Lack of Diversity Retakes Centre Stage at the Oscars

By Michael Gaskins

Unfortunately, once again, the Academy of Motion Picture Arts and Sciences is on the hot seat for its lack of diversity despite a historical representation of Asians. The multiverse-jumping “Everything Everywhere All at Once” garnered 11 nominations at the 95th Academy Awards. The film received nods for best picture, best actress Michelle Yeoh, supporting actress Stephanie Hsu, supporting actor Ke Huy Quan, and director Daniel Kwan and Daniel Scheinert. History was made when Yeoh became the first Asian lead actress nominee. But some critically acclaimed movies by and about Black people like “Till” and “The Woman King” missed out.

At the Golden Globes Awards in January, there were a few notable nominations and wins for Black actors in television and film. Unfortunately, the same wasn’t true regarding Oscar nominations. One of the biggest snubs was “Till,” a movie based on the true story of a mother who pursued justice after her 14-year-old son, Emmett Till, was lynched in 1955 after a white woman said he harassed her. Danielle Deadwyler, the film’s star, won rave reviews for her portrayal of Mamie Till-Mobley, but she was not nominated. Deadwyler did receive a British Academy of Film and Television Arts (BAFTA) award nomination. “Till” Director Chinonye Chukwu accused Hollywood of “unabashed misogyny towards Black women” after her film missed out on an Oscar nomination.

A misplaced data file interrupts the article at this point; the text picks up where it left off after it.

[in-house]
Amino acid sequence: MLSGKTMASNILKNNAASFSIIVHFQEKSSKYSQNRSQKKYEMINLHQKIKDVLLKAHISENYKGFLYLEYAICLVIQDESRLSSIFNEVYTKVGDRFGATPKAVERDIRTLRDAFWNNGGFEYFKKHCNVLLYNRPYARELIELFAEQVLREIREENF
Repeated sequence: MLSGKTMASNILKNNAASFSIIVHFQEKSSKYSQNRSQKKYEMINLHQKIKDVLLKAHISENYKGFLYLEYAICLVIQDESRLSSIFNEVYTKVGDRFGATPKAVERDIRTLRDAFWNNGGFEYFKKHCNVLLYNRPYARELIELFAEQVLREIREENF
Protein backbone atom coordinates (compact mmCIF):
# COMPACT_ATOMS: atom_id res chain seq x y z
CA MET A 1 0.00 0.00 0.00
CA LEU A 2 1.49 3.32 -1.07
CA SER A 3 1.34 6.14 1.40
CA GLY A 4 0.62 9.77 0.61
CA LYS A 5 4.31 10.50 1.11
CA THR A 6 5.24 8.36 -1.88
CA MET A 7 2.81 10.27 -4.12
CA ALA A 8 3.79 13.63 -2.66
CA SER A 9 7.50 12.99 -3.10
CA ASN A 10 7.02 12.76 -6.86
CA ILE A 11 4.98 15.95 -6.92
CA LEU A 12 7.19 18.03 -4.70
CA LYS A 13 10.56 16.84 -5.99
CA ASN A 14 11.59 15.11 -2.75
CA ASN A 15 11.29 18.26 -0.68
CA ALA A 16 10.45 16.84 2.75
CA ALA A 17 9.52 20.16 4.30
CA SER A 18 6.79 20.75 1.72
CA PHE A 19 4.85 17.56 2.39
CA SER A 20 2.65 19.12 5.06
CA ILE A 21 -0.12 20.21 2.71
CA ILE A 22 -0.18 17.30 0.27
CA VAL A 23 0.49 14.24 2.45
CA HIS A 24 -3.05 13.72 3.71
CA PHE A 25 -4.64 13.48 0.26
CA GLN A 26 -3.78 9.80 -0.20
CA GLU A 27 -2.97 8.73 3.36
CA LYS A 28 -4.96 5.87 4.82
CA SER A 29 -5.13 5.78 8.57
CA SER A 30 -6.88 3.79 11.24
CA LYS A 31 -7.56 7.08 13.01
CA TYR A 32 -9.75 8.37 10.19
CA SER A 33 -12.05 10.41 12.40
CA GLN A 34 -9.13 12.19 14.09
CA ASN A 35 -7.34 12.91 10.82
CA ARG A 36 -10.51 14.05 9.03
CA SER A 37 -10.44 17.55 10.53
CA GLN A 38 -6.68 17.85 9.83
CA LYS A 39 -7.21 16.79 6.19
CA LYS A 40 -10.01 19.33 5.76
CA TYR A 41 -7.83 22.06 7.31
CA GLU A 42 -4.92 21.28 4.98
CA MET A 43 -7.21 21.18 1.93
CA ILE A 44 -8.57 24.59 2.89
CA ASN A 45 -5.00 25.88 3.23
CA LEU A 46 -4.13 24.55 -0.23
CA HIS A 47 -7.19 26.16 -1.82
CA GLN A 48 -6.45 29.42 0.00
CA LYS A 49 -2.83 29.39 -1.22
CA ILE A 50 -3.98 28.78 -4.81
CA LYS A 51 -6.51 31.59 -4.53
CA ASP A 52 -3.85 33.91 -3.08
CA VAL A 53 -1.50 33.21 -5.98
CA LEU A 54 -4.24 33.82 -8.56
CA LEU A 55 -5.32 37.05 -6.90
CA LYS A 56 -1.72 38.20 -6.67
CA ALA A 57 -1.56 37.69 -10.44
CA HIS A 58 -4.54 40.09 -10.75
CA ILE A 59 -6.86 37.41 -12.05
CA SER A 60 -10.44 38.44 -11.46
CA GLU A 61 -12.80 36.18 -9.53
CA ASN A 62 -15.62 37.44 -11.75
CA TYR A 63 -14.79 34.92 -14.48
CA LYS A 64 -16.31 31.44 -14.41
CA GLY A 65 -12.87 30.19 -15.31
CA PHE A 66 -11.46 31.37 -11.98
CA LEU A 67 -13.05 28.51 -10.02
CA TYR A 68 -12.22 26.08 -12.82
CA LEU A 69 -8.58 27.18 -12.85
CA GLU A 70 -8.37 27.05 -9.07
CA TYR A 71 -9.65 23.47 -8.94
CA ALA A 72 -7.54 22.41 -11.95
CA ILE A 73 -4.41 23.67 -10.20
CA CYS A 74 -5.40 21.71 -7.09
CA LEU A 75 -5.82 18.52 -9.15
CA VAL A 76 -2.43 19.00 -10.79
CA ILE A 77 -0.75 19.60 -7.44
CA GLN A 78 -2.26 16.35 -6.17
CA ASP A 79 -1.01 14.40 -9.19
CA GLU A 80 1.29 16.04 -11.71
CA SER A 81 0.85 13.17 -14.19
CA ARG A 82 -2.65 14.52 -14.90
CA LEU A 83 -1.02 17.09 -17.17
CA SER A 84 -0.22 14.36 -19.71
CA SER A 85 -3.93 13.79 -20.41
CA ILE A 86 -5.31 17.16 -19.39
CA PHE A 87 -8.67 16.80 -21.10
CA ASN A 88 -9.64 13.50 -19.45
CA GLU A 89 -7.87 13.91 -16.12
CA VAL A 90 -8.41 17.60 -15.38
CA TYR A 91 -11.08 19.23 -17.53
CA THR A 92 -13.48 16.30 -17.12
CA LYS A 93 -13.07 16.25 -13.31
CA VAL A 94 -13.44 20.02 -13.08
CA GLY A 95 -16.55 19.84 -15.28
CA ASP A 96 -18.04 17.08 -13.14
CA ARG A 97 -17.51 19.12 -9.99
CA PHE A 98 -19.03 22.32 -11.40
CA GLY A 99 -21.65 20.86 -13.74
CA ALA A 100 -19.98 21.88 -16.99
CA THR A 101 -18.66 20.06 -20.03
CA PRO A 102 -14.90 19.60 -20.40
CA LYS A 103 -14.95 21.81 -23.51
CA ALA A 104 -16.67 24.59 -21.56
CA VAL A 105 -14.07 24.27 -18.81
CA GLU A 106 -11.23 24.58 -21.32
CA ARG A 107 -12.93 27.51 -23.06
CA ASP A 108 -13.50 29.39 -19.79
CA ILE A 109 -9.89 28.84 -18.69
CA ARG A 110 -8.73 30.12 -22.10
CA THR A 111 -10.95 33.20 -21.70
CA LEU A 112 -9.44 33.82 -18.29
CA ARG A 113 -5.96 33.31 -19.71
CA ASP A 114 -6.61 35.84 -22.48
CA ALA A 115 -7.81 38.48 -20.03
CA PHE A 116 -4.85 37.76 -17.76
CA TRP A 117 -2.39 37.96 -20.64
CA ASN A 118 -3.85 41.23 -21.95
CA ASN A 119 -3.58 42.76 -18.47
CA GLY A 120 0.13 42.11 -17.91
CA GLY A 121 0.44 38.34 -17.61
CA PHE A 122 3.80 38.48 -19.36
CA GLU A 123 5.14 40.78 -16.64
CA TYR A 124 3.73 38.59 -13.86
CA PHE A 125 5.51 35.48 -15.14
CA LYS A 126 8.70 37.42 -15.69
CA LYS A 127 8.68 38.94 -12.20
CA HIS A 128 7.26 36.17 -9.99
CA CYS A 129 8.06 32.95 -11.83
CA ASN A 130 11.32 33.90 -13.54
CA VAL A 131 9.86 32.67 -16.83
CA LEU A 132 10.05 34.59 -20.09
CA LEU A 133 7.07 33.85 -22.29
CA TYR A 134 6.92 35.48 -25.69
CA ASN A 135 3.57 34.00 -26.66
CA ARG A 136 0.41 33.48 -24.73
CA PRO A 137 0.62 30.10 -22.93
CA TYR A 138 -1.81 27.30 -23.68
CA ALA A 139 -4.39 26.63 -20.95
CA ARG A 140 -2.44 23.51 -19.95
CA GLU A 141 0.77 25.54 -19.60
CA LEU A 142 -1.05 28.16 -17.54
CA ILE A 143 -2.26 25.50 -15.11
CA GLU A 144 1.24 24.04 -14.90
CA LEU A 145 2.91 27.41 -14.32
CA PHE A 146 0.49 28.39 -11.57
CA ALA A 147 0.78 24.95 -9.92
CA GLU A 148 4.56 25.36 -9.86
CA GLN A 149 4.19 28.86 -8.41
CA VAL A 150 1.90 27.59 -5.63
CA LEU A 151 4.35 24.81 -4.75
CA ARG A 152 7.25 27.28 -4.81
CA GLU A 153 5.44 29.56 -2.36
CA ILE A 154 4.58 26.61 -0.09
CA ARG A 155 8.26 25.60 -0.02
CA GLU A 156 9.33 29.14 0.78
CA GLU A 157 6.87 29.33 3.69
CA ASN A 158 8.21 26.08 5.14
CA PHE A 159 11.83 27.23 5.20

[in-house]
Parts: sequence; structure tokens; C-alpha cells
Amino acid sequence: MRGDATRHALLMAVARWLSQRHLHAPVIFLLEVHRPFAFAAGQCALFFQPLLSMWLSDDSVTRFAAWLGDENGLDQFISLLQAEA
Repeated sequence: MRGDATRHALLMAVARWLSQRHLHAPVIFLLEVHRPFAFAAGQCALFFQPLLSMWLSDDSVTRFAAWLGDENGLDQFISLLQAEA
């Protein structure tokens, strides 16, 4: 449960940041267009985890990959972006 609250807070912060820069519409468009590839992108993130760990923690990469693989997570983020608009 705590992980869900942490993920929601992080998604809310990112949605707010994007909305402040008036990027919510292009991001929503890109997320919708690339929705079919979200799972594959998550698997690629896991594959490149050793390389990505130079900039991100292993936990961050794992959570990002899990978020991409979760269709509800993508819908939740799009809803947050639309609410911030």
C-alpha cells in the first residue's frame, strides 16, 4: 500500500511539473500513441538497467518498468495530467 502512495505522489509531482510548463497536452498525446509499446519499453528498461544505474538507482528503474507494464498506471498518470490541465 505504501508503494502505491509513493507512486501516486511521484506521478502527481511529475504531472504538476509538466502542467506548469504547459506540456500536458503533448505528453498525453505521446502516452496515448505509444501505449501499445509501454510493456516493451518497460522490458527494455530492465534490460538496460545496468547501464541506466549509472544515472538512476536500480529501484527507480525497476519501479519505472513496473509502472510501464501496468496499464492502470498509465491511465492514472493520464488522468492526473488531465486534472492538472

Meanwhile, many others questioned the best picture snub of “The Woman King.” The film chronicles the story of the Agojie, the all-female unit of warriors who protected the African Kingdom of Dahomey in the 1800s. Oscar winner Viola Davis, who starred in the film, was not nominated for Best Actress, and Director Gina Prince-Bythewood did not receive a nomination for directing. Davis also received a BAFTA nomination. Deadwyler and Davis lost out to Cate Blanchett for her role in Tár. Another big snub, “Nope,” the science fiction horror film written, directed, and produced by Academy winner Jordan Peele, didn’t receive any nominations despite its leads Daniel Kaluuya and Keke Palmer receiving critical acclaim for their performances.

There were just two nominations for Black actors in major categories. Angela Bassett received a best supporting actress nomination for her role as Queen Ramonda in the Marvel Studios film, “Black Panther: Wakanda Forever”. The movie grabbed four additional nominations, including Rihanna’s “Lift Me Up” for best original song, makeup and hairstyling, costume, and visual effects. Director Ryan Coogler did not receive a nomination. For the 64-year-old Bassett, this is only her second Oscar nomination in her long-accomplished career. In 1993, she was nominated for Best Actress for playing Tina Turner in the biopic “What’s Love Got to Do with It?” In a bit of a surprise, the other nod went to first-timer Brian Tyree Henry for supporting actor. Henry played James Aucoin in the film “Causeway“, an amputee who bonds with a soldier, played by Jennifer Lawrence, recovering from a traumatic brain injury.

Since the first Academy Awards in 1929, this is the 83rd time film academy voters did not nominate a Black actress for a lead performance; for Black actors, it’s the 74th lead-performance snub. Halle Berry remains the only African American woman to win Best Actress for her 2001 performance as Leticia Musgrove in “Monster’s Ball”. Also, that night, Denzel Washington won Best Actor for playing the drug-dealing corrupt police officer, Alonzo Harris, in “Training Day.”